The Origins of McCarthyism – America on the Defensive
In the 1950s paranoia was rife. Fear of encroaching communist influence known as was spreading throughout the West.
What was once a healthy suspicion of the enemy had transformed into paranoia and resulted in the political witch hunt known as McCarthyism.
The Soviet’s new status as a nuclear power, along with its network of agents embedded in American society sent shockwaves through the public. This was the driving force behind McCarthyism and this is why President Harry Truman did not act before it got out of hand.
After the Soviet’s first atomic test in 1949, suspicion ran high within the scientific community. The Soviets had exceeded all expectations. Their nuclear test took place much sooner than British and US Intelligence had predicted, it was believed that highly classified information had been leaked to the Soviets.
America’s worst fears were verified by the discovery of a team of Soviet agents embedded within the Manhattan project. These agents had indeed passed secrets on to the Soviets. The spy ring included Klaus Fuchs, Harry Gold, David Greenglass, and Julius and Ethel Rosenberg. Despite the perpetrator’s capture in 1950, the United States was gripped by the possibility of further Soviet subterfuge.
Amongst this atmosphere of panic, one man – Senator Joseph McCarthy – stole the spotlight. Joe was looking for the most potent way to make an impact in American politics, and at the time it happened to be persecuting communist sympathisers, or red-baiting.
His bold, extroverted persona made him the ideal voice for the Republican Party’s anti-communist witch hunt. In return for the support he received from the GOP, McCarthy took on the Truman administration, and their “soft” approach on communism.
What truly set McCarthy apart from other red-baiters was his willingness to use underhanded techniques to achieve the results that he favoured. In this regard he was not unlike J. Edgar Hoover, the first Director of the FBI, who were accused of overstepping their boundaries by performing illegal wire-taps on suspected Communists. In contrast to Hoover, Joe’s methods were overt and relied on knee-jerk reactions from the American public. McCarthy was able to play up to the hysteria and presented his witch hunt as a public service.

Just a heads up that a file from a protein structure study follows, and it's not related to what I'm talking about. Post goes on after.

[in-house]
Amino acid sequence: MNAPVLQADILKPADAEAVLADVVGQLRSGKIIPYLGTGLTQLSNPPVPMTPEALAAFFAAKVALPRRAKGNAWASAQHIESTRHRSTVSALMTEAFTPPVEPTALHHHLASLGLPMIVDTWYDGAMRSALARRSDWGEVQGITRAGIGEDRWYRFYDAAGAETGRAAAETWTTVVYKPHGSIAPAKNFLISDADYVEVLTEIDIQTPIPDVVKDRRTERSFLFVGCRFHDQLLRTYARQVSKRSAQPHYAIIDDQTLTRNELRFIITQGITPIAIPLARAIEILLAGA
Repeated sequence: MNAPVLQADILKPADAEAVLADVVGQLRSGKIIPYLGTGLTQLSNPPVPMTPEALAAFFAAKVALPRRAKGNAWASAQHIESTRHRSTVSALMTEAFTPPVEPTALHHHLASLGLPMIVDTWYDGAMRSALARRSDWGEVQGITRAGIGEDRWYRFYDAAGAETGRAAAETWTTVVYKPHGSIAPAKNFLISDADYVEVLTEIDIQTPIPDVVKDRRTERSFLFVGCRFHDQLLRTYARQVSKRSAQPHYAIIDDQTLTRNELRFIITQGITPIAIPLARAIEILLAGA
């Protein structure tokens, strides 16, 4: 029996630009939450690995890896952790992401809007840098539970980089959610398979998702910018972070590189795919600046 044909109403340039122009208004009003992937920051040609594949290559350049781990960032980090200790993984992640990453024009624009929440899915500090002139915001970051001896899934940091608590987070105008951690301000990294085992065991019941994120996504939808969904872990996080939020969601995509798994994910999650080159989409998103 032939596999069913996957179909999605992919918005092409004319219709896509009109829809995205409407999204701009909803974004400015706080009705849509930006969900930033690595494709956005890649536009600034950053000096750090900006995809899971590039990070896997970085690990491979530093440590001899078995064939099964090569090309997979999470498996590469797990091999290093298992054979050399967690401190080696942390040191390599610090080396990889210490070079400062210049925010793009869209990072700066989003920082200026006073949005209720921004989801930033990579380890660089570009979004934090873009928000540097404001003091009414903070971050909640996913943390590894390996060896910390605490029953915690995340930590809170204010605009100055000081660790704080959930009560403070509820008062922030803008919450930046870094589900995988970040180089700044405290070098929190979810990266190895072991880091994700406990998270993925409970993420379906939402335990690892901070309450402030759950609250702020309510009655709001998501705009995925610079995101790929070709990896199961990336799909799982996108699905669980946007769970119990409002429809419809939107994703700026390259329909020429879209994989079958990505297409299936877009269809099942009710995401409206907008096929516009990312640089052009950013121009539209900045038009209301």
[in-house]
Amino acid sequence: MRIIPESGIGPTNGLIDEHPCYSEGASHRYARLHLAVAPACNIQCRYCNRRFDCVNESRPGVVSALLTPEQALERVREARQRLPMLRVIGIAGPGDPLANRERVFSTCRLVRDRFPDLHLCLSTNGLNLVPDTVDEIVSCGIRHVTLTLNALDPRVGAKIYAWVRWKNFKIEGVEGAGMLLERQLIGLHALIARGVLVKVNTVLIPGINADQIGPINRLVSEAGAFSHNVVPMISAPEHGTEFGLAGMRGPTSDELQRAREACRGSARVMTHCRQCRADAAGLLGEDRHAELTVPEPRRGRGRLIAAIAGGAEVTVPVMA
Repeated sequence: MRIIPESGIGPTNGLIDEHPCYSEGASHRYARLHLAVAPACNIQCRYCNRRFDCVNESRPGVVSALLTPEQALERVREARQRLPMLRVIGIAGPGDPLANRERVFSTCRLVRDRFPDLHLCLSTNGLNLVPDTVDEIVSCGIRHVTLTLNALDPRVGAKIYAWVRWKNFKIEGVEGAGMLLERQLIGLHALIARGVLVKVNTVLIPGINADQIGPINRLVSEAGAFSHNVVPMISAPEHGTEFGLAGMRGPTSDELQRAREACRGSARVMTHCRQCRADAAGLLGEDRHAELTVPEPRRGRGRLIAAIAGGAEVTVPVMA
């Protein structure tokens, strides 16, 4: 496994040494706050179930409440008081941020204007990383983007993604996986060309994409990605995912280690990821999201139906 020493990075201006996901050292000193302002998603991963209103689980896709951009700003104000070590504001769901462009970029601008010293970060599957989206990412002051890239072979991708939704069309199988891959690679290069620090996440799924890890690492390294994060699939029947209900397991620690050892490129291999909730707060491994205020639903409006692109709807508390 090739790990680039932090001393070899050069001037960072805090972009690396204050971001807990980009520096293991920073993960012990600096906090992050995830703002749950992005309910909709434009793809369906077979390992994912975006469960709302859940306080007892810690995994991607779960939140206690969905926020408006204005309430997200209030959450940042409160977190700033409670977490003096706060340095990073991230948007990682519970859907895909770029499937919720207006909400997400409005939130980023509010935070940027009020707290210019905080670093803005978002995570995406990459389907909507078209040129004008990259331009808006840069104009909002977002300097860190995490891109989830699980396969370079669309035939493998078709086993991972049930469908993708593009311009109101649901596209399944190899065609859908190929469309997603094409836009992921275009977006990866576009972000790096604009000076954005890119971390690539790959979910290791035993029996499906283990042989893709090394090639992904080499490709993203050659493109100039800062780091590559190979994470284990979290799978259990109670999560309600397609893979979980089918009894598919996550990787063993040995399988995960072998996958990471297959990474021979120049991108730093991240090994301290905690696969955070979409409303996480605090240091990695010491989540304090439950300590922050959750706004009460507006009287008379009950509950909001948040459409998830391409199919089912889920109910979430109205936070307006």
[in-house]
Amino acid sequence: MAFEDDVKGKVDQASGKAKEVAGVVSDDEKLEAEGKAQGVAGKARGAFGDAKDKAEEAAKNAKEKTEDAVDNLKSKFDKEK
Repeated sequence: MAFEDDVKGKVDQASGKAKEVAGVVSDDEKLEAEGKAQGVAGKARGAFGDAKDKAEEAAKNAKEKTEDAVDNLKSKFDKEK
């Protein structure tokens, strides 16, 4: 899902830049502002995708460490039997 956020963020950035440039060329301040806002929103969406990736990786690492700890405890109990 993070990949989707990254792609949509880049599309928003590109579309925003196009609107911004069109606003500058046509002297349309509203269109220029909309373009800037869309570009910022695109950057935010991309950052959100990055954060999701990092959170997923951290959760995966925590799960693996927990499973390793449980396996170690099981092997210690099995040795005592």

McCarthy did not warp US politics on his own. He had help from the Republican Party and the infamous China Lobby – which took its name from America’s loss of China to communism in 1949.
This was a significant blow to the US. Their special relationship with China had included missionary work and the hopes of trade agreements in the budding Chinese economy. China’s shared border with Soviet Russia was also of great strategic importance.
After China’s communist revolution, Chiang Kai-shek’s nationalist Government had fled to the island of Taiwan with the promise of one-day retaking mainland China, but this never came to pass.
Truman’s State Department blamed Chiang Kai-shek for the Communist’s victory. Whereas, Republican critics like Richard Nixon and Senator William Knowland blamed Truman for not supplying Chiang Kai-shek with enough support to ward off the communist threat.
Nixon, Knowland, Democratic Senator Pat McCarran, and several other politicians would come to be known as the China Lobby. The pressure group opposed Truman’s soft approach to communism, that later leaped to McCarthy’s aid in 1950.
The GOP and the China Lobby may have paved the way for McCarthyism, but the true causes are attributed to increased Soviet activity and the reaction of the American public. To them, Soviet Russia had crossed a line by stealing US classified information. This acted as justification for the political repression that followed the events of 1949 and created a vacuum in national security that McCarthyism filled.
Written by Michael Ade-Kunle on 17th February 2018
Video: Youtube/Ted-Ed/What is McCarthyism?